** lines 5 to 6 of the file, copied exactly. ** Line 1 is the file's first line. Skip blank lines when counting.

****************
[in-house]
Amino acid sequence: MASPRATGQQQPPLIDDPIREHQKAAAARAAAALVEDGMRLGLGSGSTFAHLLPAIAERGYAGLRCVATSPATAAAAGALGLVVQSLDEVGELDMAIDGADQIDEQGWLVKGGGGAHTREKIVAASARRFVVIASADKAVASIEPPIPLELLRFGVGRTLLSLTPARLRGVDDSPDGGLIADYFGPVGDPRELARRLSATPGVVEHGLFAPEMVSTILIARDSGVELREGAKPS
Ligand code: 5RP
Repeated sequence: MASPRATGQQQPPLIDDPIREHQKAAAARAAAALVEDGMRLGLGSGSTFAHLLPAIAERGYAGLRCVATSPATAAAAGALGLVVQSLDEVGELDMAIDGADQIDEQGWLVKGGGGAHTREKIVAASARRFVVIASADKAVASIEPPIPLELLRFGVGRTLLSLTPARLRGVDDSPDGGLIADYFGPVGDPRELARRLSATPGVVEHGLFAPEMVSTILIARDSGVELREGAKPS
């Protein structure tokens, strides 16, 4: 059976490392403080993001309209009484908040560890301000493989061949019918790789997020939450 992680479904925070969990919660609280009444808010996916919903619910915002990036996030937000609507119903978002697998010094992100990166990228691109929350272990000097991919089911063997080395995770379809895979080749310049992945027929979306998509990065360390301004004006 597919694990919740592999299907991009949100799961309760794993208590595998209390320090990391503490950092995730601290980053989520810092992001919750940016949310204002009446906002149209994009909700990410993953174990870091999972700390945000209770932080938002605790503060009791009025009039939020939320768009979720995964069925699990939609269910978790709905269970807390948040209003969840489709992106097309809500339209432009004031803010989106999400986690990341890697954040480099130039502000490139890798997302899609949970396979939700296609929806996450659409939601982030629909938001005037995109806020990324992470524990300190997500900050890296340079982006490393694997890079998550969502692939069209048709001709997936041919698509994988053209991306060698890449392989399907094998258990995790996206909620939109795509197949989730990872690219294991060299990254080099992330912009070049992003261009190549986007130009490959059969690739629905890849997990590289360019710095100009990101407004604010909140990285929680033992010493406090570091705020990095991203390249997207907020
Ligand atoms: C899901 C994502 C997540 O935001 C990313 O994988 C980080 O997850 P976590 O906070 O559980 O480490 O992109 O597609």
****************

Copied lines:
């Protein structure tokens, strides 16, 4: 059976490392403080993001309209009484908040560890301000493989061949019918790789997020939450 992680479904925070969990919660609280009444808010996916919903619910915002990036996030937000609507119903978002697998010094992100990166990228691109929350272990000097991919089911063997080395995770379809895979080749310049992945027929979306998509990065360390301004004006 597919694990919740592999299907991009949100799961309760794993208590595998209390320090990391503490950092995730601290980053989520810092992001919750940016949310204002009446906002149209994009909700990410993953174990870091999972700390945000209770932080938002605790503060009791009025009039939020939320768009979720995964069925699990939609269910978790709905269970807390948040209003969840489709992106097309809500339209432009004031803010989106999400986690990341890697954040480099130039502000490139890798997302899609949970396979939700296609929806996450659409939601982030629909938001005037995109806020990324992470524990300190997500900050890296340079982006490393694997890079998550969502692939069209048709001709997936041919698509994988053209991306060698890449392989399907094998258990995790996206909620939109795509197949989730990872690219294991060299990254080099992330912009070049992003261009190549986007130009490959059969690739629905890849997990590289360019710095100009990101407004604010909140990285929680033992010493406090570091705020990095991203390249997207907020
Ligand atoms: C899901 C994502 C997540 O935001 C990313 O994988 C980080 O997850 P976590 O906070 O559980 O480490 O992109 O597609």